The Mysterious Disappearance Of Michael Rockefeller In New Guinea In Has Kept The World And His Powerful, Influential Family Guessing For Years Now, Carl Hoffman Uncovers Startling New Evidence That Finally Tells The Full, Astonishing StoryDespite Exhaustive Searches, No Trace Of Rockefeller Was Ever Found Soon After His Disappearance, Rumors Surfaced That He D Been Killed And Ceremonially Eaten By The Local Asmat A Native Tribe Of Warriors Whose Complex Culture Was Built Around Sacred, Reciprocal Violence, Head Hunting, And Ritual Cannibalism The Dutch Government And The Rockefeller Family Denied The Story, And Michael S Death Was Officially Ruled A Drowning Yet Doubts Lingered Sensational Rumors And Stories Circulated, Fueling Speculation And Intrigue For Decades The Real Story Has Long Waited To Be Told Until NowRetracing Rockefeller S Steps, Award Winning Journalist Carl Hoffman Traveled To The Jungles Of New Guinea, Immersing Himself In A World Of Headhunters And Cannibals, Secret Spirits And Customs, And Getting To Know Generations Of Asmat Through Exhaustive Archival Research, He Uncovered Never Before Seen Original Documents And Located Witnesses Willing To Speak Publically After Fifty YearsIn Savage Harvest He Finally Solves This Decades Old Mystery And Illuminates A Culture Transformed By Years Of Colonial Rule, Whose People Continue To Be Shaped By Ancient Customs And Lore Combining History, Art, Colonialism, Adventure, And Ethnography, Savage Harvest Is A Mesmerizing Whodunit, And A Fascinating Portrait Of The Clash Between Two Civilizations That Resulted In The Death Of One Of America S Richest And Most Powerful Scions This is definitely an interesting story of Michael Rockefeller, son of the very wealthy Nelson Rockefeller It tells how Michael, like his father, became interested in primitive art But he wanted to go one step further to go to the source In this case the source was New Guinea at that time 1961 a Dutch colony, but it was soon to become part of Indonesia The complexity of this territorial transfer, and how it was to impact the search for Michael Rockefeller, is well explained in the book.So Michael went there to a place about as far removed from 5th Avenue, Manhattan as can be imagined He bought piles of stuff and took loads of photos I wish the author would have speculated as to how much Michael was going native or wanted to go native How much was he attracted to a people who took absolutely no notice of his wealth and how much did he notice of them the Asmat tribe was a warrior group with violence and death lurking in the darkness of the jungle Did he feel immune to them The author himself spent considerable time with the Asmat in New Guinea Even though this was fifty years after the disappearance of Michael Rockefeller we are provided with insights into the Asmat people and details of their cannibalistic practices which existed at the time of Michael Rockefeller s visit.I did find the chronology of the book confusing There are constant shifts from chapter to chapter between different time periods before 1961, during 1961 Michael Rockefeller and the current day, during the author s visits All this interspersing of time sequences disconnected the flow of the story.Also there is some embellishment, particularly in the first two chapters For example how would the author know what Michael was thinking and feeling after deciding to swim to shore from the capsized boat How would he know what the Asmat people said who found, or allegedly found him, when he came to shore This is speculation Aside from the fact that Michael Rockefeller disappeared we are unsure of what really happened in 1961 There are strong suspicions of what may have happened view spoiler killed and eaten, with the remaining bones distributed among tribal members hide spoiler The redeeming parts of this book were too few and far between to warrant than two stars And two is generous, believe me.I m upset for the poor Rockefeller family bet that s the only time you ll hear that Just because they re huge doesn t mean their personal sorrows can be made public in such a sensational way, for the profit of another They indicated they wanted nothing to do with this project and that they preferred to focus on the official cause of disappearance and death of Michael Rockefeller Those wishes were not respected and had this been done in a sensitive way, I wouldn t agree with them However, when the very first chapter is a dramatization of the murder, butchering and consumption of Michael, it seems that being sensitive to the feelings of the surviving family was not even a thought or concern in the writing of this book There was a lot of putting thoughts and feelings onto Michael that drew me out of the story Unless it was a direct quote from a journal or letter, how can anyone know what he was thinking I rather read the actual letters and journals than read this book, which had too little input from Michael s own words and too many from someone who suffered from a lot of the arrogance and superiority that he attributed to Michael This book angered and upset me most of the time The best parts were when the present state of Agats was discussed The bugs, the lack of clean running water and electricity The travel information was told in a strong and image invoking manner The attempt to re build the past and talk to the natives about the past, repetitive and boring.I had put in to win this via Firstreads because I knew nothing about a Rockefeller going missing in 1961 It sounded like an interesting book I think I would have learned and been less pissed off and bored by Wiki ing it My sympathies to the Rockefellers. Savage Harvest A Tale of Cannibals, Colonialism, and Michael Rockefeller s Tragic Quest for Primitive Art by Carl Hoffman is an interesting book I enjoyed the parts about Rockefeller but there is a lot that is not about him and just about other things and seems to ramble Parts of that was interesting but some was boring I thought the very opening about how Michael might have died was a bit disrespectful because no one knows how he died and to speculate in such a gruesome detail was unnecessary. Part memoir, part biography, this non fiction delves into the mystery of the disappearance of Michael Rockefeller, son of Nelson Rockefeller, in 1961 At age 23, Michael had just graduated from Harvard He traveled to what was then Netherlands New Guinea now part of Indonesian Papua to film a documentary and collect artifacts for his father s Museum of Primitive Art Michael and his colleague, Ren Wassing, were crossing the mouth of a turbulent river in a catamaran on the Arafura sea off the southwest coast of New Guinea when the boat capsized Michael thought he could make it to shore to get help, so he swam away and was never seen again His companion stayed with the boat and was rescued the next day An extensive search was conducted by the authorities, but nothing substantial was found, and eventually they declared Michael had drowned Rumors began to spread that he made it to shore but was killed by the men from the nearby village of Otsjanep The Asmat had practiced headhunting and cannibalism, which was thought to have been eradicated due to the influence of Catholic missionaries and colonial authorities The author decided to retrace Michael s steps and search for evidence to solve the mystery surrounding his death.This book touches on a fascinating combination of anthropology, art, spiritual beliefs, cultural dissonance, history, political coverups, the dynamics of power, and the gruesome specter of cannibalism It shifts narratives between Michael s trip in 1961 and the author s trip in 2012 It relates the history of the territorial dispute regarding Netherlands New Guinea and the political tensions between the Dutch and Indonesian governments, which impacted Rockefeller s disappearance The greatest strength of this book may also be its greatest weakness Hoffman is a journalist, and his research is based on solid reporting techniques, and an analysis of interviews, historical documents, letters, and journals He seeks out the big picture, but as a journalist, it seems he could not resist the temptation to insert a sensationalistic and graphic depiction of what could have happened to Michael The writing style is uneven, at times choppy and other times eloquent The author traveled twice to the region, once with an American journalist s approach of asking direct questions and expecting direct answers, and the second time with a nuanced perspective of gaining an understanding of the Asmat people by living among them and recognizing their complexities The book brings up thought provoking questions about the accumulation of artifacts without understanding of the meaning behind them, and of attempting to judge the past based on modern viewpoints Hoffman makes a good case for his interpretation of events He sheds light on the culture of the Asmat people and puts it in context of the time and place and leaves it to the reader to render a verdict This book will appeal to those that enjoy unsolved mysteries, world history, or cultural anthropology. The World s Literature, a group in Goodreads, is reading books from Southeast Asia and Oceania in 2015 This book isn t on the official list but after reading Four Corners A Journey into the Heart of Papua New Guinea by Kira Salak, I didn t want that to be my only experience with New Guinea I made a long list of potential reads and this book seemed to be the most recent.I expected a sensationalized account of Michael Rockefeller, who died on a trip back to New Guinea in 1961 Instead I found an impeccably researched account, shedding light on questions that have been unanswered for decades While Carl Hoffman can t claim he knows the answer for absolute certain, he makes a good case for the possibility that Michael was killed and probably eaten by cannibals Many of the pieces of information were part of the Dutch government record, which were uncovered and translated by a research assistant From that work came connections to people related to the events in New Guinea in the 1960s, or their widows and descendents, people both native to the area or people working there as priests Interviewing these people was illuminating, and revealed some details that had been deliberately kept silent so many years ago.Carl Hoffman also took two trips to visit the Asmat One trip was frustrating and didn t yield the information he was hoping, and he feared he had been too forceful, too demanding, too Western He returned to spend a week sleeping in the open wooden house in the center of a village, a guest of a man who was likely at the events that could have surrounded Michael Rockefeller s death Hoffman tries to push down his own assumptions, his own culture, and to see events from the perspective of the Asmat warriors, with their circular sense of time, warrior identities, and reactions to outsiders For a journalist, he does a pretty decent job at forging the beginnings of an insider perspective common for longer term researchers This book is intrinsically linked to most of the rest of the books I intend to read before my month of New Guinea is out I have already looked through the volume of Michael Rockefeller photographs of the Dani people, which he took to support the work of Robert Gardner and Peter Matthiessen, both who also wrote books about this time, sometimes utilizing Rockefeller s photographs Robert Gardner also made a film during that time I also have The World Until Yesterday What Can We Learn from Traditional Societies , which is a recent look at the Dani people This is long enough already but I have so many pages marked in this book I guess New Guinea, both sides of it, hasn t quite left me since sinking its teeth into me in 1995 Perhaps I will come back and incorporate thoughts at a future date.ETA In a world without photographs or television or recorded anything, the Asmat are wonderful storytellers, expressive and dramatic with their voices and bodies, their stories full of the chopping of heads and the shooting of arrows and the driving home of spears When Kokai talked about canoes or paddling, he d bend forward and spread his arms wide, become a canoe gliding over the sea, a canoe I could see Once he imitated a fruit bat he scrunched up and made a creepy face, exposing his teeth, screeching holding his hands like he was clinging, and he was the bat I could see it hanging upside down in a tree 248 Hoffman s book tells not only of Michael Rockefeller s disappearance in Netherlands New Guinea now Irian Jaya, or West Papua, a part of Indonesia , but also the authors two visits to the same area in his research.Michael Rockefeller had spent a lot of time in the Asmat area of Dutch New Guinea, with a guide translator attempting to purchase stone age artifacts from the towns in the region Those items he succeeded in purchasing are part of the Metropolitan Museum of Art in New York, as a part of the Michael C Rockefeller Memorial Collection.It was in 1961 that Rockefeller and Dutch anthropologist Rene Wassing and two native guides were making their way along the coast in the 40 foot canoe Rockefeller had bought from the natives, when it capsized Both men were unharmed, and the guides immediately swam for shore to raise help Almost two days later, Rockefeller determined that he could swim to shore, as they began to doubt a rescue was underway Wassing argued against this action, and remained with the capsized boat to be rescued some time shortly after Rockefeller was not seen again.The political situation at the time was messy The Dutch were under pressure for Dutch New Guinea to become a part of Indonesia The Dutch had commenced a propaganda drive to emphasise how much the natives benefited from Dutch rule that they were steadily becoming Christian, that headhunting had ceased, and education and health were improving America had a neutral stance, and the disappearance of a high profile American was considered by Dutch leaders as an opportunity to gain good international press if things were to work out positively They suppressed as much as possible any rumours and stories about Rockefeller reaching shore They promoted the view that he was drowned or taken by sharks or crocodiles As so anyone who stepped out of line with the official report, such as Father Hurbertus van Peij and Father Cornelius van Kessel were removed from Dutch New Guinea, and their reports to their superiors were also suppressed.In this book the chapter titles are dates month and year , and do jump around a little, but generally maintain their two timelines Rockefeller s 1957 1961, and Hoffmans in 2012.Hoffman gives a good account of the facts known and is pretty clear where he speculates My only criticism of the book is it does become quite repetitive because Hoffman is continually hearing stories all along the same lines and continues to tell us them from each source The other aspect which makes it a little confusing is something beyond the authors control, but many of the place names, and peoples names are similar and this creates a little confusion Asmat is the region and the tribe, and Agat a town , Amates a guides name , and a bunch of other places and people Starting with B, were are not much better off, towns named Baiyuan, Biwar Lautv Betjew, tribesemen named Bif, Ber, Bere and Bese So, is there an outcome, solid evidence, a confession That would be telling, but if you are not troubled by spoilers, the Wikipedia entry for Michael Rockefeller describes the outcome of Hoffmans book.Enjoyable at 3.5 stars, rounded down. What I learned from this book in no particular order 1 Don t mess with cannibals, even supposedly reformed ones, especially if they have a particularly bloody creation myth that they insist on reenacting in real life DESOIPITSJ WAS OLDER and unable to hunt, so Biwiripitsj had to do all the work One day the boy brought home a wild pig He cut off the head and thrust a cassowary bone dagger into its throat, pinning the head to the floor Bah, a pig s head is but a pig s head, said Desoipitsj, watching Why not replace it with a human head That would be something, I think Biwiripitsj didn t agree, and anyway, where was he to get a human head Desoipitsj was fixated on the idea and said, Well, you can have my head After a lot of cajoling, he convinced Biwiripitsj to kill him with a spear, cut into his throat with a bamboo knife, and press the head forward until the vertebrae cracked Even as Biwiripitsj removed his brother s head, Desoipitsj continued to speak, describing the correct technique of butchering humans and initiating boys into manhood, instructions that had to be followed to the letter Time and space shift in this story, for it is also a charter, a set of instructions on how all Asmat men and women were to act in the future, even though there weren t yet any other people in the world 2 Colonial authorities are not to be trusted, especially if they are only concerned with window dressing in their colonies Claiming that cannibalism is eradicated is not the same as actually eradicating it Ditto the church It was a stunning moment of geopolitical maneuvering The world s eyes were now on New Guinea, including Nelson Rockefeller s, and it was the Netherlands chance to show that its colony wasn t just some backwater full of headhunters, as President Kennedy s advisers were arguing, but a nation in the making, with a well oiled government that could make things happen For Dutch officials, the search for Michael had become part of a larger strategy to leave no canoe unturned and no patch of ocean unexamined, and to have Nelson Rockefeller return home, if not singing the praises of the Luns Plan directly, at least saying how great the Dutch in New Guinea were And the same for the international press whether Michael turned up dead or alive 3 Appropriating other people s ritualistic art without properly understanding their culture may have unintended, fatal consequences Village ambushes were associated with ceremonies meant to restore order in a world of opposites, including the creation of elaborate wooden poles carved from a single piece of mangrove that could be as tall as twenty feet, known as bisj Each pole depicted a column of stacked ancestors the pole carried the name of its topmost person Canoes, snakes, and crocodiles were carved into the base of the pole, and symbols of headhunting extended out in a three foot long protrusion from its top The poles were haunting, alive, often sexually suggestive.For the Asmat, ancestors are involved in every aspect of their existence The carvings are memorial signs to those ancestors, and to the living, that their deaths have not been forgotten, that the living s responsibility to avenge them is still alive and strong, and that the living should not be punished if those deaths haven t yet been avenged 4 Being a member of the white tribe in the colonies might confer certain advantages, but also may bring unforeseen dangers, especially if you are treated as the other white meat The men from Otsjanep who would have been there at about the same time were related though I wasn t yet sure exactly how to the men killed by Max Lapr in 1958, just three years before, and those deaths had never been reciprocated Seventeen men, women, and children had been killed in the past decade, eight by crocodile hunting Chinese Indonesians considered white by the Asmat and five by Lapr , and Michael had found seventeen bisj poles still in the jeus The Asmat were known to be opportunists, preferring victims to be alone and unprotected, and Michael would have been exhausted, vulnerable in a way they d never encountered in a white before And he d been to the village already they would have known him and may have remembered his name, an important factor in choosing a headhunting victim 5 Having the toilet in the kitchen is an unhygienic arrangement, not to mention an extremely repellent one The air reeked of human shit the moldy, always wet outhouse was in the kitchen and the hole dropped straight to the ground beneath the kitchen, with those widely spaced boards There were houses next to Kokai s, behind it, and in front of it across a small creek, the houses were everywhere, and each one was filled with people shitting onto the ground The rich, pungent smell pervaded the village, and I never quite grew used to it 6 You can create art worth millions of dollars, be paid in worthless trinkets and remain dirt poor They had begun the legal steps necessary to declare him dead within months of his disappearance Through the Museum of Primitive Art, they d moved quickly to ship everything he d collected back to New York some five hundred objects in total, valued by insurance appraisers in August 1962 at 285,520 It was a stunning sum, a quarter of a million dollars in value created via a few fishhooks, fishing line, axes, and lumps of tobacco, off the talents of men who were illiterate and penniless As the centerpieces today of the Michael C Rockefeller Wing of the Metropolitan Museum of Art, their value in attracting visitors and funding is incalculable, not to mention the priceless cache and hefty tax deductions their donation to the museum must have brought Nelson Rockefeller and his family In 2012 the Met hosted six million visitors, with a recommended voluntary entry fee of 25 if the average visitor paid 15, the Met brought in 90 million in entry fees alone, while the grandson of the man Michael regarded as one of the best artists in all of Asmat, Chinasapitch, the man who carved the lovely canoe that holds prominence in the Met, sweeps the floor in bare feet Until I told him, he had no idea what had ever happened to that canoe Had priceless land or millions of dollars worth of mineral rights been acquired from illiterate villagers via a few lumps of brown weed and bent wire, cries of injustice might have rung out, with demands that a people unable to understand the deal they d agreed to be fairly compensated Without physical evidence, say, a skull that had been pierced to allow the brain to drain out or a gnawed tibia, what happened to Michael Rockefeller after his swim in the Arafura Sea would probably remain a mystery forever, but Carl Hoffman builds a persuasive case that he was indeed murdered and eaten by Asmat warriors from the village of Otsjanep Why Because he had unwittingly trespassed into tribal territory where natives had been murdered by heavy handed colonial authorities and had been compelled by their deep rooted belief to avenge them on a member of the white tribe He might have sealed his fate when he bought those magnificent bisj poles that now stood in the Michael C Rockefeller Wing in the Metropolitan Museum of Art these were erected for tribe members who had been killed and must be avenged something that Rockefeller Jr was aware of, Hoffman surmised, in a sort of a clinical way The missionary fathers who intimately knew the Asmats and their culture were convinced that this was what happened, but their reports were suppressed by Dutch authorities who would like to present their half of New Guinea as a civilized, cannibal free colony The Indonesians who later took over the territory were also not keen to conclude that their new fellow citizens ate an American Even Michael s twin sister and father, who came to the swamps of Asmat to futilely search for him, ultimately convinced themselves that he drowned After than fifty years, Hoffman unearthed the suppressed reports, long buried in the Dutch colonial archives, and interviewed the remaining witnesses The book ends, rather abruptly, just after a tribal elder dramatically revealed a long buried secret to the men of his village After we d eaten, Marco, a man I guessed to be in his late sixties or early seventies, began telling a story in the Asmat language Everyone listened, some lying down and even falling asleep I lay down too, noticing a soot blackened rattan bag at the top of Ber s roof, round, covered in cobwebs, like it was holding a ball A skull I wondered Although I couldn t understand the words, and the story wasn t for me, I watched the drama unfold as dogs scraped around in the swamp below the house There was the firing of arrows, the powerful side arm stabbing of someone with a spear I heard the words Otsjanep and Dombai Marco walked Stalked Stabbed again Pulled his pants legs up tight, thrust his hips forward, not like he was having sex, but as if he were peeing or having his penis sucked Men grunted Nodded Uh Uh Finally, an hour into it, I picked up my camera and switched it to video and began filming But the theatrics were over he just talked and talked, and after eight minutes, running low on power with no way to recharge, I stopped And that s how the trail ended, cold, in a tale told in an incomprehensible language in a smoky men s house on the coast of the Arafura Sea. From one island to another ten thousand miles away, but tens of thousands of years apart Safe Return Doubtful I had a mental image at the start of Hoffman s novel the privileged Rockefeller, a poster boy for REI, standing ankle deep in the swamp mud, surrounded by his equipment bearing entourage pockets bulging with credit cards and currency, a million dollar smile, and those ubiquitous thick framed black glasses Gazing back at him, the stone age Asmat people, smeared with ash and mud, bone pierced septums, bare bodies bejeweld with the skulls and bones of small animals Progressing from that freeze frame image, a gigantic round boulder suddenly rolling in Rockefeller s direction, the sounds of phhfftt, phhfftt, phhfftt, would have seemed perfectly in order, I was tensed for the attack No one, including Spielberg himself, could have told this outrageous tale vibrantly so eloquently orchestrating the facts and myths to shed some light on the human condition, as well as the mystery.Hoffman, a travel journalist and contributing author editor for National Geographic and Smithsonian, said in an interview that his goal in writing this book was not to solve the mystery of Michael Rockefeller He wrote I the author hungered to see a humanity before the Bible, before the Koran, before Christian guilt and shame, before clothes and knives and forks By immersing himself in the Asmat culture, Hoffman came to understand far beyond clues, mythology, and hoaxes, what might have happened to Rockefeller, and fundamentally, why The book has been on my mind for a couple of weeks now I ve tried to figure out from which angle to approach a review It s so much than just the tale of Michael Rockefeller s disappearance which alone could rank among Into Thin Air, Kon Tiki, The Right Stuff, The Perfect Storm Savage Harvest is back stage access to an amazing story, a travel pass to trek along with a great story teller traveler and a public figure that was an avid adventurer on a quest It is a revealing excursion through a political history, and an education of an ancient people with a complex spiritual system based on the conception of a dualistic, balanced cosmoswhose village was currently feeling very unbalanced and at odds with the modern concepts imposed on them The last great unexplored land, a remote island that was until as late as 1953, still practicing the ritual of head hunting and cannibalism Hoffman gives his readers a multi faceted gem that has been crafted with skill and intelligence Most impactful for me The beginning of the book gives a sequence of Michael s demise, from the capsizing of the boat, to the horrific step by step ritual of preparing the body for consumption But, it is Hoffman s wrap up He concludes with an enigmatic look at another possibility which I will not reveal In a few places, the book reads like an educational piece than an adventure novel, restating facts, careful alignment with objectivity, but the story itself is unimaginably fascinating and drives you forward smoothly over any little bumps Perhaps you ve gone to the Michael C Rockefeller wing and seen the art of the Asmat people procured by Rockefeller he was on his way to pick up a piece on his fatal expedition The canoes, platters, shields carved from mangrove trees are impressive The bisj or bis poles are hypnotic and eerie The Asmat believe spirits of deceased ancestors inhabit the sacred wooden poles until their death is avenged The symbols of the Asmat cosmology, indigenous birds, animals and insects, as well as symbolic references to headhunting, and the crowning phallic symbol, are intricately carved into the trees in cyclic rituals which accompany the death of a great warrior, headhunting raids, and as appeasement of evil spirits You can also listen to Michael s twin sister and father talk about the pieces, their provenance Michael C Rockefeller Expedition, collected 1961 Indonesia, Monu village, Unir Undir River region upper Culture Asmat people. And, you can hear twin sister Mary explain the thick black framed glasses her brother wore Michael was dyslexic All the Rockefeller money couldn t buy for Michael the artifacts, the Asmat had no need for money they cost him chunks of tobacco, metal axes, ramen noodles, and possibly his life. Savage Harvest is about much than Michael Rockerfeller s disappearance in 1961 This book is brilliant and contains elements of exploration, self analyzing, anthropology, and politics.From the beginning I could not put the book down The book begins with a graphic account of a man being killed and ritually eaten by other men captivates the reader to know I was drawn into wanting to know about the Asmat and how they live in a world profoundly different from the one occupied by a advanced western civilization I applaud the author who in this book avoided reducing the Asmat to simple stereotypes such as Savages or Oppressed Victims, or Uncivilized Heathens Hoffman describes the Asmat and their culture with brutal honesty And he does so using redolent prose that is often poetic.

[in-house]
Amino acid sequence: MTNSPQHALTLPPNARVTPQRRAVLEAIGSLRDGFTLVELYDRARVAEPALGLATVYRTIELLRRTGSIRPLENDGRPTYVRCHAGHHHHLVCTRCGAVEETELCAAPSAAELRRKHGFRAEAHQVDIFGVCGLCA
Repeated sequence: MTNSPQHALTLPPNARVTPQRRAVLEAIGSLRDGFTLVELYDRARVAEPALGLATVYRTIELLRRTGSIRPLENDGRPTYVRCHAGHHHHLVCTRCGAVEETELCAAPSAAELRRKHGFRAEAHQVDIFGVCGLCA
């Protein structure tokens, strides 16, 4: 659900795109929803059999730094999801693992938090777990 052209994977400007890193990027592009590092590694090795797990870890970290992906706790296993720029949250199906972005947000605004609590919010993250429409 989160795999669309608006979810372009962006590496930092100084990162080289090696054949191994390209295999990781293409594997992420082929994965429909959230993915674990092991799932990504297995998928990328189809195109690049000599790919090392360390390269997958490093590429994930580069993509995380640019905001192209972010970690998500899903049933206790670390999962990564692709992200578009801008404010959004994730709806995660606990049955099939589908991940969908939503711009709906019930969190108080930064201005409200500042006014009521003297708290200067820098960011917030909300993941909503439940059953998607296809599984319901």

Carl Hoffman is a contributing editor at National Geographic Traveler and the author of Savage Harvest A Tale of Cannibals, Colonialism and Michael Rockefeller s Tragic Quest for Primitive Art, his third book His second, The Lunatic Express Discovering the World Via It s Most Dangerous Buses, Boats, Trains and Planes, was named one of the ten best books of 2010 by the Wall Street Journal and wa
- 322 pages
- Savage Harvest: A Tale of Cannibals, Colonialism, and Michael Rockefeller's Tragic Quest for Primitive Art
- Carl Hoffman
- 02 March 2019 Carl Hoffman